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Background: Institutional delivery is one of the most important interventions to reduce maternal and neonatal mortality, especially in low and middle-income countries. Increased maternal and neonatal mortality has a huge impact on the health and socio-economic status of families and society.
Aim: This study aimed to assess the utilization of institutional delivery among women of reproductive age in a rural area of Myanmar and explore its determinants.
Methods: A community-based cross-sectional study was carried out among 286 women aged 15â€“49 years with delivery in the year prior to the survey in Myaing township, Central Myanmar region, 2017.
Results: About two-thirds of the participants (60.1%, 95%CI: 55.6-65.9) utilized institutional delivery. Over three-quarters of the participants took antenatal (AN) care from a rural health centre and 73.8% from a midwife. In logistic regression analysis, adjusted for potential confounders, the odds of utilizing institutional delivery were four times for persons who took AN care with skilled birth attendants (OR 4.23; 95%CI 1.37, 13.10), over three times for those with low parity (OR 3.61; 95%CI 2.02, 6.46), and 1.83 times in those who could access labour room service easily (OR 1.83; 95%CI 1.10, 3.04) and in those living near to a health centre (OR 1.77; 95%CI 1.13, 2.98).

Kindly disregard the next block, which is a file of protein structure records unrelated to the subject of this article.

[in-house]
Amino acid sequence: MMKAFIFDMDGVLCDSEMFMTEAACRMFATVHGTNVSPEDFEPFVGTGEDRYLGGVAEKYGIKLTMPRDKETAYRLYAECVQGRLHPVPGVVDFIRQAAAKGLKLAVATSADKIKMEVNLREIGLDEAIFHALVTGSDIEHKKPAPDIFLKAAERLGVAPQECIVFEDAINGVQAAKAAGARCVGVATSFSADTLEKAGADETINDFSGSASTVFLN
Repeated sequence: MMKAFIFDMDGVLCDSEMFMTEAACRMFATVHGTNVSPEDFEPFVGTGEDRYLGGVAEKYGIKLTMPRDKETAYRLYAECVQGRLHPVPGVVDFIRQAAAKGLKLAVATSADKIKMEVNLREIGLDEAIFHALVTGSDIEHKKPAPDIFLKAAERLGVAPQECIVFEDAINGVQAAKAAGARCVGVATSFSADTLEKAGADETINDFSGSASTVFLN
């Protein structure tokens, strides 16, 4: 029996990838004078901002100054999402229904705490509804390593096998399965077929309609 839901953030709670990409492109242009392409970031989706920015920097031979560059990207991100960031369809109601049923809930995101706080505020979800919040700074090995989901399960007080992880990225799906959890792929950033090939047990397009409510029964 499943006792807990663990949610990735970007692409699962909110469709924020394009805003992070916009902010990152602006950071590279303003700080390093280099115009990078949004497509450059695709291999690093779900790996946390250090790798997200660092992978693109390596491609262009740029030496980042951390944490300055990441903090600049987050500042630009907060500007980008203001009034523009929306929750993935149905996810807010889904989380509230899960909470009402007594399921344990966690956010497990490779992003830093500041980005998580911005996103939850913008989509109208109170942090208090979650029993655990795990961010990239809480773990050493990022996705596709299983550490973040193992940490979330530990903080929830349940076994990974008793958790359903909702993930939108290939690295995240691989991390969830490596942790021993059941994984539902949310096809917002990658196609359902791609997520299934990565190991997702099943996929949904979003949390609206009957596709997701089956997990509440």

Conclusion: Even though the proportion of institutional delivery was higher than in other studies, health facility delivery still needs to be promoted to cover all childbirths. Taking AN care with skilled birth attendants should be made a priority to promote the utilization of institutional delivery.
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